In his full-season debut last year, the highly athletic outfielder amassed 55 extra-base hits (24 home runs) in 128 games between High-A and Double-A. With legitimate plus raw power and a lofty bat path, Springer launches tape-measure home runs to all fields with ease. However, the 23-year-old’s all-or-nothing approach and raw pitch recognition led to an uncomfortably high strikeout total last season—one he’ll have to reduce next season in order to continue his ascension toward the major leagues.

One final piece of advice: Due to his propensity to swing and miss, Springer has developed a hit-or-miss reputation among scouts; he’ll look like the best player on the field in one game and completely overmatched in the next. Therefore, if you want to ensure a glimpse of his absolutely robust power, make sure to get to the field when the gates open and get a front-row view of his batting practice.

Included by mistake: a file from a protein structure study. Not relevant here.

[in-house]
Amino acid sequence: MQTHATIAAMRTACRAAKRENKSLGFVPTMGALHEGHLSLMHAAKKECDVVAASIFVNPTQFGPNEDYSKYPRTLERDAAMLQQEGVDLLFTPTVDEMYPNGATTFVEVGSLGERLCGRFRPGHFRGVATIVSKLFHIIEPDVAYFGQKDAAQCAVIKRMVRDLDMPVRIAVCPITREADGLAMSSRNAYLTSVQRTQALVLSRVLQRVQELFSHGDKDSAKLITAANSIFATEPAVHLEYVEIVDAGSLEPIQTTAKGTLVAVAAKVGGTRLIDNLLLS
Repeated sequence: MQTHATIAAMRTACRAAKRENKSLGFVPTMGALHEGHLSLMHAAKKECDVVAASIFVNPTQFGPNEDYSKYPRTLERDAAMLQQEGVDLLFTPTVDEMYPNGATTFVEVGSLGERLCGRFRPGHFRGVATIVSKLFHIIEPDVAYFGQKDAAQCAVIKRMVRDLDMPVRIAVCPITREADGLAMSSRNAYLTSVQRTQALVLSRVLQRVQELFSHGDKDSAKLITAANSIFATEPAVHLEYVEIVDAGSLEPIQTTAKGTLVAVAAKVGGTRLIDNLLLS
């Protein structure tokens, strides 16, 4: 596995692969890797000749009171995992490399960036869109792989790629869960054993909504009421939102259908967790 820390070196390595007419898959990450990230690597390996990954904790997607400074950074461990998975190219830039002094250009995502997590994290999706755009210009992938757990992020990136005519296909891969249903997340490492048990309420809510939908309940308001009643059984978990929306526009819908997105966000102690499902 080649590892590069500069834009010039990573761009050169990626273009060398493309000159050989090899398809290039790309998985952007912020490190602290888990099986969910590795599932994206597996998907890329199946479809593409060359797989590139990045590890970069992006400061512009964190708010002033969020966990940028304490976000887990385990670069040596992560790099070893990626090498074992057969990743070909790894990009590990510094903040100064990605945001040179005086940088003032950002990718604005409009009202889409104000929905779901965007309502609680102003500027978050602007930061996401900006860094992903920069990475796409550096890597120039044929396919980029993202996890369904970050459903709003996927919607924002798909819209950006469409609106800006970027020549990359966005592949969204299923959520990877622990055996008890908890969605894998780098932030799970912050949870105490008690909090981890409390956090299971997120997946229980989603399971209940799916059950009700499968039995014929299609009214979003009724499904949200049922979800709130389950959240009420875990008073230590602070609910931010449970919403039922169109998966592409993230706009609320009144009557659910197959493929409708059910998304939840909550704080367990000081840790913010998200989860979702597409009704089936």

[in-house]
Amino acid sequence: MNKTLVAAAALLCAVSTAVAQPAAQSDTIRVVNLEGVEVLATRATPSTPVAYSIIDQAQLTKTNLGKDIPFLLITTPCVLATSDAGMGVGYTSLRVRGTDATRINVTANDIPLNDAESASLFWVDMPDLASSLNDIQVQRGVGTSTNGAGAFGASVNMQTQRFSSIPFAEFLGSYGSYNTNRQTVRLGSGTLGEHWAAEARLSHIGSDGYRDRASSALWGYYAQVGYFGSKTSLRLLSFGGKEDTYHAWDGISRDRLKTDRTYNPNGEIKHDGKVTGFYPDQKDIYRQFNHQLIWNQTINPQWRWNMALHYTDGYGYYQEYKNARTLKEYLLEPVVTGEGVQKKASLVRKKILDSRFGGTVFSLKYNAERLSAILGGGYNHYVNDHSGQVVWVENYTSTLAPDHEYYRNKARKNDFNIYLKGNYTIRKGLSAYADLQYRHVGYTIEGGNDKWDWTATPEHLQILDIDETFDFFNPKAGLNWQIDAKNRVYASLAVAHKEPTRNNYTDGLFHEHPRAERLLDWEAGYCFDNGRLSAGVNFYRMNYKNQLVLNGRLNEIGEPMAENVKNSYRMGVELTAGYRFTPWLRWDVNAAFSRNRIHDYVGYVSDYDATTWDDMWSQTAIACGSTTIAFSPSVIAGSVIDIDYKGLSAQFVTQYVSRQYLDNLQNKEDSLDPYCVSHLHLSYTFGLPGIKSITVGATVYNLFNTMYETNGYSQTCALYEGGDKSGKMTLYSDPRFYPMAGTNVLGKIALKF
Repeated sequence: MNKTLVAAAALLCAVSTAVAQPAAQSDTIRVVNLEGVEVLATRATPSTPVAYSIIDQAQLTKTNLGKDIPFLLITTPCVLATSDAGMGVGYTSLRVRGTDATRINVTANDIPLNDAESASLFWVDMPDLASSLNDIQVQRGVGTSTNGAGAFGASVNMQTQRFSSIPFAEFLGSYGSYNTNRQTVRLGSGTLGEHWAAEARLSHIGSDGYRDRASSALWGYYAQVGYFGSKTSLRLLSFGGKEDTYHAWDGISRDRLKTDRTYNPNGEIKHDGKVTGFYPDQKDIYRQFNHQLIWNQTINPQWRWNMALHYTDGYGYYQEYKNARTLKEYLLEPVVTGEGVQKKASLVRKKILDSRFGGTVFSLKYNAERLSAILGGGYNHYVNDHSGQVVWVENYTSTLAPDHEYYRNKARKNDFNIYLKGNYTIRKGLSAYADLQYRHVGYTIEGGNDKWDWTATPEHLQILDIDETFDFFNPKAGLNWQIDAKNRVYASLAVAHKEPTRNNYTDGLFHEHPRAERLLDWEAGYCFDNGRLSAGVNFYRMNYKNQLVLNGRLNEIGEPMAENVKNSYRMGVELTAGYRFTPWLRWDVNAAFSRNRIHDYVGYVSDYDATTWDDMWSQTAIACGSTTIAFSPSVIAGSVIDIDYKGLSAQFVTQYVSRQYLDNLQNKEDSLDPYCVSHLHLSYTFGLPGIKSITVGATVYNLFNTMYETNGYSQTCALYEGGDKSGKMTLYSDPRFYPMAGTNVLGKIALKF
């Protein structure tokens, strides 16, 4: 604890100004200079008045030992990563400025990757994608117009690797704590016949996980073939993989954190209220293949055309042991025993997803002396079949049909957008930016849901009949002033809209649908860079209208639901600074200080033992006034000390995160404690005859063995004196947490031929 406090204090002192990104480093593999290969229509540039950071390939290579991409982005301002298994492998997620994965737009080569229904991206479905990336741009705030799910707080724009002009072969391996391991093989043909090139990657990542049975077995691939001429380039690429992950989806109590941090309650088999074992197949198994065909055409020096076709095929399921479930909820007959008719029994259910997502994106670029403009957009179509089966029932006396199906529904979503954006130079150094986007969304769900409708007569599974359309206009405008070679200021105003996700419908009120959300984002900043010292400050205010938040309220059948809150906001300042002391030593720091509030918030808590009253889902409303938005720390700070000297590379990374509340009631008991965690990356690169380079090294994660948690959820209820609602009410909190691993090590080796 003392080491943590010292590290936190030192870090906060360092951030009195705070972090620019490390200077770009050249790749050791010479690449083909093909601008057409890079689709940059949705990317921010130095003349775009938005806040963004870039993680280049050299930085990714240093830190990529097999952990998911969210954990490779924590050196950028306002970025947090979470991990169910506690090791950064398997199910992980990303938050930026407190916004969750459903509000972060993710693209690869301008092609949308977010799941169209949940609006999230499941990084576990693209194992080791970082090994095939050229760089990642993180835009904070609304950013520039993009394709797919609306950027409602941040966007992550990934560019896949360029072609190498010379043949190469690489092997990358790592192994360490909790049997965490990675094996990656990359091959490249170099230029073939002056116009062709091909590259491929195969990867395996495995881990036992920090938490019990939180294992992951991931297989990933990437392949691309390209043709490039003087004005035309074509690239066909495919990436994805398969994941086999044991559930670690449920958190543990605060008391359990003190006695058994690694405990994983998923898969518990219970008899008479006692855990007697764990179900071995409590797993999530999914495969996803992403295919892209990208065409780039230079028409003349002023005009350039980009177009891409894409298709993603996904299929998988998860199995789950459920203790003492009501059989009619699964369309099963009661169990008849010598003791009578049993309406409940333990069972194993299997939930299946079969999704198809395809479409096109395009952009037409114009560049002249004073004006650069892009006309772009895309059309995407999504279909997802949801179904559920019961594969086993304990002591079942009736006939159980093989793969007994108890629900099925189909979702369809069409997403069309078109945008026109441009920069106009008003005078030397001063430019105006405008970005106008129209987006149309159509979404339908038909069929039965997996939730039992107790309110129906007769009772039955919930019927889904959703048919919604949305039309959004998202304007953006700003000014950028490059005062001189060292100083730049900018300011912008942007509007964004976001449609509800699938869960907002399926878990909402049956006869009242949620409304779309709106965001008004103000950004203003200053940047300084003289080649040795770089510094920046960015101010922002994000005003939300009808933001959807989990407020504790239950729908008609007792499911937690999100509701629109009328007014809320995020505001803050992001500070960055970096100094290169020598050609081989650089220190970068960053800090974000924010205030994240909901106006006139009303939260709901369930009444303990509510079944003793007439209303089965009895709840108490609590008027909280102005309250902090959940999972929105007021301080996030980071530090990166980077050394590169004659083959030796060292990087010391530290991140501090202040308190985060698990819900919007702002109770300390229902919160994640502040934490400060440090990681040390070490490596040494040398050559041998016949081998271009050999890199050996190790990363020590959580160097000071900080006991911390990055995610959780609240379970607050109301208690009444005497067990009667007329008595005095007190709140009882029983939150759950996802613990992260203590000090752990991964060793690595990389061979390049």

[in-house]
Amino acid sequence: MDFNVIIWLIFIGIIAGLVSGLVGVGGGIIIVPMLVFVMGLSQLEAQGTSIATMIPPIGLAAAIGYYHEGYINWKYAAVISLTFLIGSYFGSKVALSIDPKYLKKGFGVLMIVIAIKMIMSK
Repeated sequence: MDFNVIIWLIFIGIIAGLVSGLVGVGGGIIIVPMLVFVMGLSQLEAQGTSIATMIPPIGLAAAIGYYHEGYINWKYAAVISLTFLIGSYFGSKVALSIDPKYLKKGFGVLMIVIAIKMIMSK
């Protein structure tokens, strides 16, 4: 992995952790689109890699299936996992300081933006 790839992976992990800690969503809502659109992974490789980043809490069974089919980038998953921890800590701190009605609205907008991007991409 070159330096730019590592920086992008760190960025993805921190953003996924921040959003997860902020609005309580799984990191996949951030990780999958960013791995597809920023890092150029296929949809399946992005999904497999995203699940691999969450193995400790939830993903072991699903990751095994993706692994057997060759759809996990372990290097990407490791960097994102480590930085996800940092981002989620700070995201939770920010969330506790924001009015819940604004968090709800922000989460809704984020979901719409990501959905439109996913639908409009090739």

GIF: One of Springer’s two home runs at Double-A; I don’t know the exact distance of this mammoth blast, but I think that we can all agree that it’s very, very far. (Source video courtesy of


Jorge Soler, OF, Chicago Cubs

Signed to a nine-year, $30 million contract in late June, Soler made a strong initial impression last summer by batting .338/.398/.513 with eight extra-base hits and 6-6 ratio of strikeouts to walks in 20 games for Low-A Peoria. As a result, everyone is curious as to how the 20-year-old will fare against legitimate pitching this spring.